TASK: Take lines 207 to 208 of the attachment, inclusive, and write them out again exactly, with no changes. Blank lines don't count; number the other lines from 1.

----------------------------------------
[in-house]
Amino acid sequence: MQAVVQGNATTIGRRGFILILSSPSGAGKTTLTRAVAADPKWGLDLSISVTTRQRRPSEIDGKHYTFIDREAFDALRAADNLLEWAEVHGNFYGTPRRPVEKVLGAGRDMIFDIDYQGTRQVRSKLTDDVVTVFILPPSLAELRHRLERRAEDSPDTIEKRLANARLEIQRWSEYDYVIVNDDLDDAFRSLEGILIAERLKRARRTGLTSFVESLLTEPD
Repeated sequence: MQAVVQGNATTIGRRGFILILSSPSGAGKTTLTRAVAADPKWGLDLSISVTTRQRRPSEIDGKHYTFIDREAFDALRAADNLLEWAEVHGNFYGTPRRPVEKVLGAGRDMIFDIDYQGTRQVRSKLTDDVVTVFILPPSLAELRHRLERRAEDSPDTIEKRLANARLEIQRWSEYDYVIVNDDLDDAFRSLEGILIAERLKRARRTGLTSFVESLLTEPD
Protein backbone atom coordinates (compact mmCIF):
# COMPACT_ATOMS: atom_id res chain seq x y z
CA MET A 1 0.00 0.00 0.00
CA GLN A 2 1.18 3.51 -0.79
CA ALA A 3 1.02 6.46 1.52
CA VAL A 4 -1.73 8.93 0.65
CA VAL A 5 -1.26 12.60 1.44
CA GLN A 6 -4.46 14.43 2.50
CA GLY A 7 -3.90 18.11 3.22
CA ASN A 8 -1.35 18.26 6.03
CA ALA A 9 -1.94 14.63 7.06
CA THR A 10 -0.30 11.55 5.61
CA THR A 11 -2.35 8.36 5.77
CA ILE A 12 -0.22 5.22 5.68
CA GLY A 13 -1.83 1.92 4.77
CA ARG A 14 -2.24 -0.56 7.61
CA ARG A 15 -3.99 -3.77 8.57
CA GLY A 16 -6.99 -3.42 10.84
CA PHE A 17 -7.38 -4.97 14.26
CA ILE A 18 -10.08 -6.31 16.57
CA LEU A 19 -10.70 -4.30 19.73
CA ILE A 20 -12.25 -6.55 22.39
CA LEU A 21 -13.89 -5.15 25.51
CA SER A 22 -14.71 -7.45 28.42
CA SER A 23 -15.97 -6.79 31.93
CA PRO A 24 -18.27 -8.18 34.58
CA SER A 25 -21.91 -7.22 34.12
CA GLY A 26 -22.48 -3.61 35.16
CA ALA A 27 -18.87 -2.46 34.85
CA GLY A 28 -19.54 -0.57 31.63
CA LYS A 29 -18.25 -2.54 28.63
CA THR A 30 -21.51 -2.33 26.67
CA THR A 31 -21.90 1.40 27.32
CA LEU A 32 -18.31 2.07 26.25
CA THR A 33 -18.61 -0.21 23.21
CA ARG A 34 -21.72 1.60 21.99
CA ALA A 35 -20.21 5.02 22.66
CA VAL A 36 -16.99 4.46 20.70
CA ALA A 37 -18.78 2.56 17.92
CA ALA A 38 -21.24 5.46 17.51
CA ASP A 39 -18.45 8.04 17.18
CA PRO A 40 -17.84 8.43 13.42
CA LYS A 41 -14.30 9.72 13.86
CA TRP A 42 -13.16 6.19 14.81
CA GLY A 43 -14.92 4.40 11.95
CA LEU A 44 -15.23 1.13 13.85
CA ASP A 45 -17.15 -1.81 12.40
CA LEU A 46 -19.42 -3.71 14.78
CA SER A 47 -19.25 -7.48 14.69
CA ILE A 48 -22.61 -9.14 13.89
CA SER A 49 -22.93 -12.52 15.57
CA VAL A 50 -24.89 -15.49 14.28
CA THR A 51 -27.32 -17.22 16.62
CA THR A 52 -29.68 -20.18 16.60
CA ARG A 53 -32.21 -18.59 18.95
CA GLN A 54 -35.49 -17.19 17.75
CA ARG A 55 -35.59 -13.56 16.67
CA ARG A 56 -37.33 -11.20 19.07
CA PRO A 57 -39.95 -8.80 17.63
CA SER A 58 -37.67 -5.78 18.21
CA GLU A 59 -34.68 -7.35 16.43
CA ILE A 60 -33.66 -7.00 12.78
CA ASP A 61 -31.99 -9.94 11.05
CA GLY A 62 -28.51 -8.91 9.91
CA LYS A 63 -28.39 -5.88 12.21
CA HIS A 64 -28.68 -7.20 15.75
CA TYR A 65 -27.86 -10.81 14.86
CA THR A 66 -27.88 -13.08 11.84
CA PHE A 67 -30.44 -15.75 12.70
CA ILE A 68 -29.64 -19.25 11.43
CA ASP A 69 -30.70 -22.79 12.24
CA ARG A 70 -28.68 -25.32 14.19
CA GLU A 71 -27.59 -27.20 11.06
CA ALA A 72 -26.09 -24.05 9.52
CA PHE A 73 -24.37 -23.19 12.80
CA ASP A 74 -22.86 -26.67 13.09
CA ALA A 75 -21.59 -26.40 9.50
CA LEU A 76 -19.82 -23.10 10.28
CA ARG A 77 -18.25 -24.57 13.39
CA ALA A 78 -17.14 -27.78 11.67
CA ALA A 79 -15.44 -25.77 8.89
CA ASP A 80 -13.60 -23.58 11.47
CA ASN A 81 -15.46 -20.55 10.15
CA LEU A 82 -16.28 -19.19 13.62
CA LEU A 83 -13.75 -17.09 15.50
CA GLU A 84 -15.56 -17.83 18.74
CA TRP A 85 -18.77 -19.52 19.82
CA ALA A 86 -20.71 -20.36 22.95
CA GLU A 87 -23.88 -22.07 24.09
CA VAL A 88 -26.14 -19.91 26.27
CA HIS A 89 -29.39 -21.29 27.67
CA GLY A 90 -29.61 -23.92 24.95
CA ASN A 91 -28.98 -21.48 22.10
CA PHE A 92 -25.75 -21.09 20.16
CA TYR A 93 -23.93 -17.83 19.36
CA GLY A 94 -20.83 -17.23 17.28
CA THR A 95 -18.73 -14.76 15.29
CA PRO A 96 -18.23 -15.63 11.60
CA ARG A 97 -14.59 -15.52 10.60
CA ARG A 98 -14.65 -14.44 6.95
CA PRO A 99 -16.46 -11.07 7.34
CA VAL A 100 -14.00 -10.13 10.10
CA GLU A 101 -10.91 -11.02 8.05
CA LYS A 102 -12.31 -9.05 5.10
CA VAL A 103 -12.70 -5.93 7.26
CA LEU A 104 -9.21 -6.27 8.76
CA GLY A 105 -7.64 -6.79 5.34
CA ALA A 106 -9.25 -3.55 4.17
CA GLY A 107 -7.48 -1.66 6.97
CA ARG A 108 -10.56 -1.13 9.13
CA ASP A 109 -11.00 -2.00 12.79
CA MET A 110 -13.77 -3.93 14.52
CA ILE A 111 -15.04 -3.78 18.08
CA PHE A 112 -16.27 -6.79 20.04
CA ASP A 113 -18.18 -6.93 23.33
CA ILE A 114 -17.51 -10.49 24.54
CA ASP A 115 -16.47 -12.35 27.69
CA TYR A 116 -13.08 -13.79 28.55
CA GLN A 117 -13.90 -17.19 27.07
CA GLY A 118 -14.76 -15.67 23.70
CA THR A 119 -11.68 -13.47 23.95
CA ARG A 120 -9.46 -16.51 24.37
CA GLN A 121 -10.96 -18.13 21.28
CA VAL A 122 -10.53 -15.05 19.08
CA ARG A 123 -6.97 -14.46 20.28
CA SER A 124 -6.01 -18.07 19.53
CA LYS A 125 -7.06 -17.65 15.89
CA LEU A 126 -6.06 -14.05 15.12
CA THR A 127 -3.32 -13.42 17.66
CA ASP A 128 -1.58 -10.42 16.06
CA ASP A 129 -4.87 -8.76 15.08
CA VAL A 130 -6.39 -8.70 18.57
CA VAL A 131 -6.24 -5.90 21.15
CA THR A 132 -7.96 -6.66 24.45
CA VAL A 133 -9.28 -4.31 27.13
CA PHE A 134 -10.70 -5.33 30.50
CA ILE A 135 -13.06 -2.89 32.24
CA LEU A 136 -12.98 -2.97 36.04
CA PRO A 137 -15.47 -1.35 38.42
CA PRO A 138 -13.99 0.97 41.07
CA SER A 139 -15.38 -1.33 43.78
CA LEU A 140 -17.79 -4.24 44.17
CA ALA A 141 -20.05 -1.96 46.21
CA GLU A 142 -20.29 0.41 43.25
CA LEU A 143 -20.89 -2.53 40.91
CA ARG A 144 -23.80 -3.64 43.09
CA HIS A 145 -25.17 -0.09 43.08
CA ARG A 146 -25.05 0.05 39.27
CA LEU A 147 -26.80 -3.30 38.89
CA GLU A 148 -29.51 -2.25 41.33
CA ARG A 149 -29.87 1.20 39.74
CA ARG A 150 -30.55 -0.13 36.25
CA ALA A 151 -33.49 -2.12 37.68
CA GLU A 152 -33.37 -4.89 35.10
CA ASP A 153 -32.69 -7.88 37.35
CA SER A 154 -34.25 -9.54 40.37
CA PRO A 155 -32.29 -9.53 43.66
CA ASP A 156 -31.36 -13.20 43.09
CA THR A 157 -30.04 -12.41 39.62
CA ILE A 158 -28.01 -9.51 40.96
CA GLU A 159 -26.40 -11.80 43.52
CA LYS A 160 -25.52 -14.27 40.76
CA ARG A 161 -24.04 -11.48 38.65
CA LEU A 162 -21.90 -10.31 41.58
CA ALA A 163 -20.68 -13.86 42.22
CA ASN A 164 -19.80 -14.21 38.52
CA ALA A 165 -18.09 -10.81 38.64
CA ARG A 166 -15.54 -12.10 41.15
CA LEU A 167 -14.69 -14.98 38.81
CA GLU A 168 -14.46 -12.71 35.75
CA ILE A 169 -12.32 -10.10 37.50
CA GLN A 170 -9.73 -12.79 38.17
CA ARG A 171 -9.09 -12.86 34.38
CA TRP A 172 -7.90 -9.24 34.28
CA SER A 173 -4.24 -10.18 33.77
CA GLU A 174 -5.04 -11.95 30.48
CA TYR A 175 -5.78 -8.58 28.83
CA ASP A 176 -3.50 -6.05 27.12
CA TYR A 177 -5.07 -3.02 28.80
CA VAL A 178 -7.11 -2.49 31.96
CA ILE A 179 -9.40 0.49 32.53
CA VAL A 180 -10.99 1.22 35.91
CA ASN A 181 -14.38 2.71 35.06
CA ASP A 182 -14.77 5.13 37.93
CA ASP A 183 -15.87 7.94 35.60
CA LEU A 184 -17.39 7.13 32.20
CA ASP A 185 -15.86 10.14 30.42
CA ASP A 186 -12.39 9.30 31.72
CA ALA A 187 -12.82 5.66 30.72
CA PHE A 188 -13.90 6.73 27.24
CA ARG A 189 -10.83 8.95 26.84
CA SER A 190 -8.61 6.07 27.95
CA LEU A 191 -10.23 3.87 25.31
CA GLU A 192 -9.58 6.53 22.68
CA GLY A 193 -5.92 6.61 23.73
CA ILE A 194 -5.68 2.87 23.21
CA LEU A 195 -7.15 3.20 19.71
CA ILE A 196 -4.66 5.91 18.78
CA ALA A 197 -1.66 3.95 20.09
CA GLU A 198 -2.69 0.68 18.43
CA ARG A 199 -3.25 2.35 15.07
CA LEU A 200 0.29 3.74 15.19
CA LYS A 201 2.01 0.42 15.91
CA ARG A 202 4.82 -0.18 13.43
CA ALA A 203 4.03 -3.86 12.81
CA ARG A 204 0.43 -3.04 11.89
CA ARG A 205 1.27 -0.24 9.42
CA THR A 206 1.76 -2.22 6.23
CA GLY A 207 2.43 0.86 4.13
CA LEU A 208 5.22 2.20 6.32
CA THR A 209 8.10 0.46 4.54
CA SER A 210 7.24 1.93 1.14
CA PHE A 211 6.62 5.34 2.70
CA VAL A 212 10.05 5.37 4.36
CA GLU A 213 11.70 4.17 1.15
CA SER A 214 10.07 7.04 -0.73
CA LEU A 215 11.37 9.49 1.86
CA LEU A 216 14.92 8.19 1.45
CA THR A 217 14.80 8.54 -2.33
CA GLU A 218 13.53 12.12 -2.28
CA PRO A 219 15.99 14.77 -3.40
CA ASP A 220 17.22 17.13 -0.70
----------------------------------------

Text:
CA ARG A 202 4.82 -0.18 13.43
CA ALA A 203 4.03 -3.86 12.81